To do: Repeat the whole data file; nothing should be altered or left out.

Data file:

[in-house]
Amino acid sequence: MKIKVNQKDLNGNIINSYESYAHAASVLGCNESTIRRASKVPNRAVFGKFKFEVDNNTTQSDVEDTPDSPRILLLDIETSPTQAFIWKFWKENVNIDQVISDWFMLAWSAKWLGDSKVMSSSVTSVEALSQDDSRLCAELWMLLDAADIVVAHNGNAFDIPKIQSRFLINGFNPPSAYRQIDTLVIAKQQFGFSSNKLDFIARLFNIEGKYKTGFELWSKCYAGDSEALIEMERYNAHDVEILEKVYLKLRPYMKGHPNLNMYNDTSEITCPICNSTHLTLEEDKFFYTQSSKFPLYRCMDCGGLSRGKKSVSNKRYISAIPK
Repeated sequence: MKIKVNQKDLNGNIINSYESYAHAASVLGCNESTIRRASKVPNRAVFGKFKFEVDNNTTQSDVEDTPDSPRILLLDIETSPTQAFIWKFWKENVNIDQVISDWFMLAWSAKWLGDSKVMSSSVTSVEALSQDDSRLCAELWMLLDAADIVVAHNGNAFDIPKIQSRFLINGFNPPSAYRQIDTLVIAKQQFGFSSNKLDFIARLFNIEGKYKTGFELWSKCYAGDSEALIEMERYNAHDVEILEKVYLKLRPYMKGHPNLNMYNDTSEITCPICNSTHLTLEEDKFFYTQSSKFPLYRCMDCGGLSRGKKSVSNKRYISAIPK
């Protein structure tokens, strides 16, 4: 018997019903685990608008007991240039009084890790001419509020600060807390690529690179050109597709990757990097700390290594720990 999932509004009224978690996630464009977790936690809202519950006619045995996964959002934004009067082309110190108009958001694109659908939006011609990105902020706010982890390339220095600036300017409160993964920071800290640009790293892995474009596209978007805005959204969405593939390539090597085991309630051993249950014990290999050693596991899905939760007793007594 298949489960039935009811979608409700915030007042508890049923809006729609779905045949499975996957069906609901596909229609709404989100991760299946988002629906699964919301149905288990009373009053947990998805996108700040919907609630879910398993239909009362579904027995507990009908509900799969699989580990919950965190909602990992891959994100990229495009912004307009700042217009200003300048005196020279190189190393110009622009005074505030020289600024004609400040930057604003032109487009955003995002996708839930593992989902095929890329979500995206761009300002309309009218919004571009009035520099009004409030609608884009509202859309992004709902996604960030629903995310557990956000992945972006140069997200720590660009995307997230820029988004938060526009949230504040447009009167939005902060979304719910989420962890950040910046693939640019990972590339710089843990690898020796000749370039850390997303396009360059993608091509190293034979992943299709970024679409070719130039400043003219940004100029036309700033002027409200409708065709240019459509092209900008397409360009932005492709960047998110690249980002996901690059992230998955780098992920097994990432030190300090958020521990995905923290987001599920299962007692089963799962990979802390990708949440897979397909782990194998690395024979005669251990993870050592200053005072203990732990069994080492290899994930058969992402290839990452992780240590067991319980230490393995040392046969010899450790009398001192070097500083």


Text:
[in-house]
Amino acid sequence: MKIKVNQKDLNGNIINSYESYAHAASVLGCNESTIRRASKVPNRAVFGKFKFEVDNNTTQSDVEDTPDSPRILLLDIETSPTQAFIWKFWKENVNIDQVISDWFMLAWSAKWLGDSKVMSSSVTSVEALSQDDSRLCAELWMLLDAADIVVAHNGNAFDIPKIQSRFLINGFNPPSAYRQIDTLVIAKQQFGFSSNKLDFIARLFNIEGKYKTGFELWSKCYAGDSEALIEMERYNAHDVEILEKVYLKLRPYMKGHPNLNMYNDTSEITCPICNSTHLTLEEDKFFYTQSSKFPLYRCMDCGGLSRGKKSVSNKRYISAIPK
Repeated sequence: MKIKVNQKDLNGNIINSYESYAHAASVLGCNESTIRRASKVPNRAVFGKFKFEVDNNTTQSDVEDTPDSPRILLLDIETSPTQAFIWKFWKENVNIDQVISDWFMLAWSAKWLGDSKVMSSSVTSVEALSQDDSRLCAELWMLLDAADIVVAHNGNAFDIPKIQSRFLINGFNPPSAYRQIDTLVIAKQQFGFSSNKLDFIARLFNIEGKYKTGFELWSKCYAGDSEALIEMERYNAHDVEILEKVYLKLRPYMKGHPNLNMYNDTSEITCPICNSTHLTLEEDKFFYTQSSKFPLYRCMDCGGLSRGKKSVSNKRYISAIPK
């Protein structure tokens, strides 16, 4: 018997019903685990608008007991240039009084890790001419509020600060807390690529690179050109597709990757990097700390290594720990 999932509004009224978690996630464009977790936690809202519950006619045995996964959002934004009067082309110190108009958001694109659908939006011609990105902020706010982890390339220095600036300017409160993964920071800290640009790293892995474009596209978007805005959204969405593939390539090597085991309630051993249950014990290999050693596991899905939760007793007594 298949489960039935009811979608409700915030007042508890049923809006729609779905045949499975996957069906609901596909229609709404989100991760299946988002629906699964919301149905288990009373009053947990998805996108700040919907609630879910398993239909009362579904027995507990009908509900799969699989580990919950965190909602990992891959994100990229495009912004307009700042217009200003300048005196020279190189190393110009622009005074505030020289600024004609400040930057604003032109487009955003995002996708839930593992989902095929890329979500995206761009300002309309009218919004571009009035520099009004409030609608884009509202859309992004709902996604960030629903995310557990956000992945972006140069997200720590660009995307997230820029988004938060526009949230504040447009009167939005902060979304719910989420962890950040910046693939640019990972590339710089843990690898020796000749370039850390997303396009360059993608091509190293034979992943299709970024679409070719130039400043003219940004100029036309700033002027409200409708065709240019459509092209900008397409360009932005492709960047998110690249980002996901690059992230998955780098992920097994990432030190300090958020521990995905923290987001599920299962007692089963799962990979802390990708949440897979397909782990194998690395024979005669251990993870050592200053005072203990732990069994080492290899994930058969992402290839990452992780240590067991319980230490393995040392046969010899450790009398001192070097500083």